Design codes: what are they and why do they matter? 

By Ruth Richardson | 04 June 2023

We’re all aware of the pressures facing local authorities to deliver new homes. However, with changes to housing policy and the National Planning Policy Framework on the cards, coupled with the requirement for new development to be of a high quality and increasingly pioneering, this certainly doesn’t come without challenges.

Too often, we see development which is piecemeal and inconsiderate to the context – or the delivery of schemes which are poor quality or unaffordable. Sadly, these are accepted because they are required to meet the local authority’s targets and not because they meet the vision to deliver any long-term value.

Design codes have a role to play in helping to address these issues.

A design code is a set of simple, concise, and illustrated design requirements that provide parameters for the development of a site or area. They frequently support outline or hybrid planning applications to set out the rules for future phases of a site – an approach which many built environment professionals will be familiar with. Councils and housing providers produce design guides or codes to give detail on the standards required in any housing coming forward under their ownership – a guide sets out best practice design guidance whilst a code is more prescriptive or precise about what is required. More recently, we’ve seen the rise of climate related codes and guides, for example the LETI Climate Emergency Design Guide, which sets out the path to zero carbon.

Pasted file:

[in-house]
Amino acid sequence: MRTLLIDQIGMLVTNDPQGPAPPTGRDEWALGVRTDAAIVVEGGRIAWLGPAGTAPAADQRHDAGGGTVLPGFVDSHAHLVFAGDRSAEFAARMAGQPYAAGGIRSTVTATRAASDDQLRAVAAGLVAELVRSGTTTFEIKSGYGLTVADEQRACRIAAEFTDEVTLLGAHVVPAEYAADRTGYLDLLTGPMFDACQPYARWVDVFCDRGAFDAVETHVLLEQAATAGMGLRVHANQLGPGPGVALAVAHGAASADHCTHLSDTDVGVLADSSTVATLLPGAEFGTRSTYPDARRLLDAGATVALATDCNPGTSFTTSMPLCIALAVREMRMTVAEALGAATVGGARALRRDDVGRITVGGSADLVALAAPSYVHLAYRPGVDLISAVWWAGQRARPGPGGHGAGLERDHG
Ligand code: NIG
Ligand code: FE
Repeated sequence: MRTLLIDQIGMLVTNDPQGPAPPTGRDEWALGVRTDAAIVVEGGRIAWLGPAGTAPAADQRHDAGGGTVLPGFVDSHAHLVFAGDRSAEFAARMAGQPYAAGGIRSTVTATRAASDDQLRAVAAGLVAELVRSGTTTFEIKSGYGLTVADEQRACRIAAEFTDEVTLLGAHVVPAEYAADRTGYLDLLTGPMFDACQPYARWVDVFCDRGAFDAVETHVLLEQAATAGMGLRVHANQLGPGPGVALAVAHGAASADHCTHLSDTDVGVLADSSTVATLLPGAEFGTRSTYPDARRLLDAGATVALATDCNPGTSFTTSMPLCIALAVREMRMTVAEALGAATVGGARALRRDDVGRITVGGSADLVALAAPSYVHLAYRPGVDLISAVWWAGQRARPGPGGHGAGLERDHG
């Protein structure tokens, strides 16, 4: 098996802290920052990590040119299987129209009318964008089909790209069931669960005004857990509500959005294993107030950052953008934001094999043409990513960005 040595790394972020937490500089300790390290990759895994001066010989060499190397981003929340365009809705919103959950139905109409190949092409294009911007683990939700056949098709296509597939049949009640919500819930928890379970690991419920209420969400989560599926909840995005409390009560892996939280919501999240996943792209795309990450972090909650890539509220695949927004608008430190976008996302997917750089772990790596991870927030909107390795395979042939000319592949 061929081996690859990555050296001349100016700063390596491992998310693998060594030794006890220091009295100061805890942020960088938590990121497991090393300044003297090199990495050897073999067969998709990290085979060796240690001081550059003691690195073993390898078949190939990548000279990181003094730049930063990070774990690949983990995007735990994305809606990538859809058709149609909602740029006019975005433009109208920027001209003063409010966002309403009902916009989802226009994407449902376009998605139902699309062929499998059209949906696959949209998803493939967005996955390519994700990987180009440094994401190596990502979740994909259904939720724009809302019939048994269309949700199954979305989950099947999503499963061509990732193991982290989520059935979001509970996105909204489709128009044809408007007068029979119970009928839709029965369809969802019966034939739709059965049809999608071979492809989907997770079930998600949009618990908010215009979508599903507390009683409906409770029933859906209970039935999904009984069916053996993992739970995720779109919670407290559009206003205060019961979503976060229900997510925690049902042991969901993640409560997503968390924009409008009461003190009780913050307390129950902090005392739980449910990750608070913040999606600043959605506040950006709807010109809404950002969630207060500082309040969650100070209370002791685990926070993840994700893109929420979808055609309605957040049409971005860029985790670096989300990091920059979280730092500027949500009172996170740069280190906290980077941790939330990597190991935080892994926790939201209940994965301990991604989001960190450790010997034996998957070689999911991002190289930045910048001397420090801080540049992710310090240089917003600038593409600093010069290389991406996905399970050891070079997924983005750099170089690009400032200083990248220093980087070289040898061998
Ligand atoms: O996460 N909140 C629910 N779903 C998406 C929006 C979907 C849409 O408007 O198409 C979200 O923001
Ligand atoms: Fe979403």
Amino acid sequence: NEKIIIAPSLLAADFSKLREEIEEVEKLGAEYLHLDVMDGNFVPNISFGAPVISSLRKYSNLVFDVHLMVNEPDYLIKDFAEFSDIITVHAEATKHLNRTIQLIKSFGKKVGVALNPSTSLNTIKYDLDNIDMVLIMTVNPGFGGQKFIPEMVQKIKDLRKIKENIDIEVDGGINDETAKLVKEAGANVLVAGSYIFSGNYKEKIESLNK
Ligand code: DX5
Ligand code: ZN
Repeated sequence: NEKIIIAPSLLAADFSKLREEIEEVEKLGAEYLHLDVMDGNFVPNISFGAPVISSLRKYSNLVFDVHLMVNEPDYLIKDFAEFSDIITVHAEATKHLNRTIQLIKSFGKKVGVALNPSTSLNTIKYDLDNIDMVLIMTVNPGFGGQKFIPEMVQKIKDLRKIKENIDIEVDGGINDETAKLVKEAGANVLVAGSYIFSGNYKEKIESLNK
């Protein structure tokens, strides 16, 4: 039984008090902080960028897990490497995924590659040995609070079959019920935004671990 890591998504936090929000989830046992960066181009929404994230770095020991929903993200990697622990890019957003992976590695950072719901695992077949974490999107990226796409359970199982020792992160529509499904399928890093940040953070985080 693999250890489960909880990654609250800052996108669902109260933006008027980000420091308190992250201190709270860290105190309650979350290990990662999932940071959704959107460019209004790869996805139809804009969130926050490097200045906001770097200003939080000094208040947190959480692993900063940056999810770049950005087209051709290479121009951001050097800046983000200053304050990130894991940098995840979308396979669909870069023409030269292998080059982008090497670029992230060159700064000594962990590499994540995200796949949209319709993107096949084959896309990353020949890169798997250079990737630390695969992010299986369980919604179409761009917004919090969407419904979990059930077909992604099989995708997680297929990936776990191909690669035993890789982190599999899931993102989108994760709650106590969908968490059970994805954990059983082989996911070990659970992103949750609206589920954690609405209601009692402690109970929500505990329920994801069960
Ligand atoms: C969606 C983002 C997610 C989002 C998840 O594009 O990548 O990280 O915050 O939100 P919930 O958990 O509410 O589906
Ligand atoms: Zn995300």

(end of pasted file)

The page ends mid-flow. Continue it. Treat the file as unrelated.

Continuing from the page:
With the recent publication of the National Model Design Code (NMDC), local authorities are now expected to produce these documents as part of a national strategy to instil quality in emerging developments. The NMDC requires a holistic approach to a design code – one that addresses the entirety of the place and all aspects of the built environment, with sustainability embedded at its heart and not a standalone subject.